Instruction does not access memory.

Now, because register %rbx contains the address of the function that will emulate our instruction, we use a call instruction to transfer control to that function:


Call to function that emulates our instruction.

This function is in charge of actually executing our emulated instruction, thus completing the Fetch-Decode-Execute Cycle.  It advances the PC so it points to the next instruction to execute.  In this case recall that the instruction’s length is 3 bytes, so the PC is advanced 3 bytes.  This particular instruction extracts the immediate value operand and copies it to the Stack Pointer Register (SP).  The memory location referenced by the label regs_sets is actually where we hold the values corresponding to each of the Game Boy’s registers.


After executing the function.

We see that, upon emulating our instruction, the SP has the value 0xFFFE, and the PC has the value 0x0003.  This is exactly what we expected.  Let’s return from our emulating function:


Return from function; we have successfully emulated the LD SP, $0xFFFE instruction

Our first part of ‘the core’ is almost complete.  Next we must test whether the special case in which the instruction corresponds to the instruction extender.  In this case, the special variable inst_is_cb (instruction is 0xCB) is set to 1 in the emulating function, so the following test would be true and a jump back to no_ddb would be performed.  The function that handles the instruction extender has already set up everything for executing the extended instruction; %r12 holds the byte that tells if the instruction accesses memory, %rbx points to the function that executes the extended instruction and %rdx points to the instruction’s entry in the data structure.  So, here we have a ‘mini-loop’ that is only used for handling this special case.  But, because our current instruction is not the instruction extender, the jump back to no_ddb is not performed, and execution continues at line 166.


Instruction is not instruction extender (opcode 0xCB)

With the special case of the instruction extender, we come to the end of the first part of emulating ‘the core’; the Fetch-Decode-Execute Cycle.  In our second part we deal with things that need to be done after executing every instruction, namely, to update the state of the rest of the machine with appropriate timing implied by the instruction we just executed.


We have seen how RealBoy deals with the Fetch-Decode-Execute Cycle, or Instruction Cycle.  This cycle is repeated ad infinitum until somebody decides to shut down the machine.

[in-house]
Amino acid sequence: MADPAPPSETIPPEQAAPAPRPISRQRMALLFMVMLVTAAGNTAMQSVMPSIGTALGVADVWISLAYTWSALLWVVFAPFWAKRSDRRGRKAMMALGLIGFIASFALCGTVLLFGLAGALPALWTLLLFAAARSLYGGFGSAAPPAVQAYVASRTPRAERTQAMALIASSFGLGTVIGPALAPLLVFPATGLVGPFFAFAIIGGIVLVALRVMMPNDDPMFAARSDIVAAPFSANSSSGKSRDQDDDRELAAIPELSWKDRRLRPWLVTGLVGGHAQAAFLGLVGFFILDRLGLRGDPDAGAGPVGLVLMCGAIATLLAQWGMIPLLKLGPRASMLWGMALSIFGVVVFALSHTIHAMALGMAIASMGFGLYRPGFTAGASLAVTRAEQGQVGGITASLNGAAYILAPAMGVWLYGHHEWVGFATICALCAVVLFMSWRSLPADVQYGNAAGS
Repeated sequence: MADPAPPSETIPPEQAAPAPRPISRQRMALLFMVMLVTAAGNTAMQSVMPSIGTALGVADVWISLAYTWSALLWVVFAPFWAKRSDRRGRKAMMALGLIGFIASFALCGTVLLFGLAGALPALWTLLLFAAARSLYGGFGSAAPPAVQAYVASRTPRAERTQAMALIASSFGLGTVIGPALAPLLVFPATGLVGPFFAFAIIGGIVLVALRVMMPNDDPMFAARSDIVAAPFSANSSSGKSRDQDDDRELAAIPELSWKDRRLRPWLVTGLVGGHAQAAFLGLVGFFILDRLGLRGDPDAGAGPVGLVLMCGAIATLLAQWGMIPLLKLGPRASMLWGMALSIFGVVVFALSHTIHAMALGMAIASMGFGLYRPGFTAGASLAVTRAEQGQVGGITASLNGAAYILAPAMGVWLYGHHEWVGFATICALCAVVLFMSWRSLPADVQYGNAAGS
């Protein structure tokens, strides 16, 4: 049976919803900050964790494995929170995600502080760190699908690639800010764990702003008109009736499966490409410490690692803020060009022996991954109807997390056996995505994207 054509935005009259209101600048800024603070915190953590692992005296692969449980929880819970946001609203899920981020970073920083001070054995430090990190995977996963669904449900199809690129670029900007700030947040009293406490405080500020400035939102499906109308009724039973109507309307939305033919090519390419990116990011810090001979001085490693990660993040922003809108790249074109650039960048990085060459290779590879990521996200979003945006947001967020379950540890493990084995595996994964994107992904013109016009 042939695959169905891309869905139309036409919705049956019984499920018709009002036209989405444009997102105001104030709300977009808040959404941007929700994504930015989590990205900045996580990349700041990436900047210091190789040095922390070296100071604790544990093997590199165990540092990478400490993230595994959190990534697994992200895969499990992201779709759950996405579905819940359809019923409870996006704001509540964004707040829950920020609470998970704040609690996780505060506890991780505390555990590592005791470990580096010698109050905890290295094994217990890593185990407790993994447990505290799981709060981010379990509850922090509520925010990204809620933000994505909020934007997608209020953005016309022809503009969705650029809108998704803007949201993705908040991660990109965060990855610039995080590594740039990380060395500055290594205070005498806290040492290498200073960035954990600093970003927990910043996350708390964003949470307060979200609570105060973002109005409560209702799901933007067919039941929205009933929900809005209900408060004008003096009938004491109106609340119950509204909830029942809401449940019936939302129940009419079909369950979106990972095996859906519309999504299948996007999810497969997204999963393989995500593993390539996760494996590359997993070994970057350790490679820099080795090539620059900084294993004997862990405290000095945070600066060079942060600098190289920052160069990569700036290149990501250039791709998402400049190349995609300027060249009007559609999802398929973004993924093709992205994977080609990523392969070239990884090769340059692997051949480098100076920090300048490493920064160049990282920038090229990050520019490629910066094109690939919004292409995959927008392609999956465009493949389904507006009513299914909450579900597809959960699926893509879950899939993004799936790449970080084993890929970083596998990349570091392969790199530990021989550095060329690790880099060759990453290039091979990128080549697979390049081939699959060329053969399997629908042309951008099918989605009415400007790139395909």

We saw how low-level knowledge can lead to interesting implementation decisions.  For example, we have avoided a costly multiplication instruction when scaling our index.  Instead, we used the ultra fast shift operation to do the scaling.  Because of the Fetch-Decode-Execute Cycle, this save is actually done for every instruction we emulate.

Next comes the second part of our study concerning how the RealBoy emulator handles the ubiquitous part of every emulator, namely, what needs to be done right after every instruction we emulate.  Lots of bookkeeping must be done; timers must be updated, interrupts must be processed, among many other things.

Continue with: Emulating The Core, Part 2: Interrupts and Timing.


Did you like this post? Do you have any suggestions? Please rate this post or leave us a comment so we can improve the quality of our work!


1. This, of course, have all been done at the interface level, that is, the part of the hardware that is directly exposed to the programmer. Very little, if any, information beyond this level have been noted.  We apologize to the hard-core hardware enthusiasts.
2. We mean imperative programming languages. Modern (pure) functional languages are based on lambda calculus instead of Turing Machines.
3. This is the only place where instruction fetching is done outside exec_next(); every further instruction fetched is done inside the main loop of this function, as we will see shortly.
4. Actually, the number of instructions offered is duplicated to 512 because opcode 0xCB is interpreted as a special instruction extender.

2 thoughts on “Emulating The Core, Part 1: The Fetch-Decode-Execute Cycle

  1. Hi!
    I’m reading your blog, and I think it’s the best thing I read for a long time: Entertaining, instructive and well written.

    I’ve a little question though. You state that r13 is dedicated for the PC. So why do you bother with a memory version of PC in regset ? I first thought it was for debugging (nicely done with the x/6xg &regsets) but then you make a copy from the memory PC to r13.

    Thank you, for your time and your work.

Leave a Reply

Fill in your details below or click an icon to log in:

WordPress.com Logo

You are commenting using your WordPress.com account. Log Out /  Change )

Twitter picture

You are commenting using your Twitter account. Log Out /  Change )

Facebook photo

You are commenting using your Facebook account. Log Out /  Change )

Connecting to %s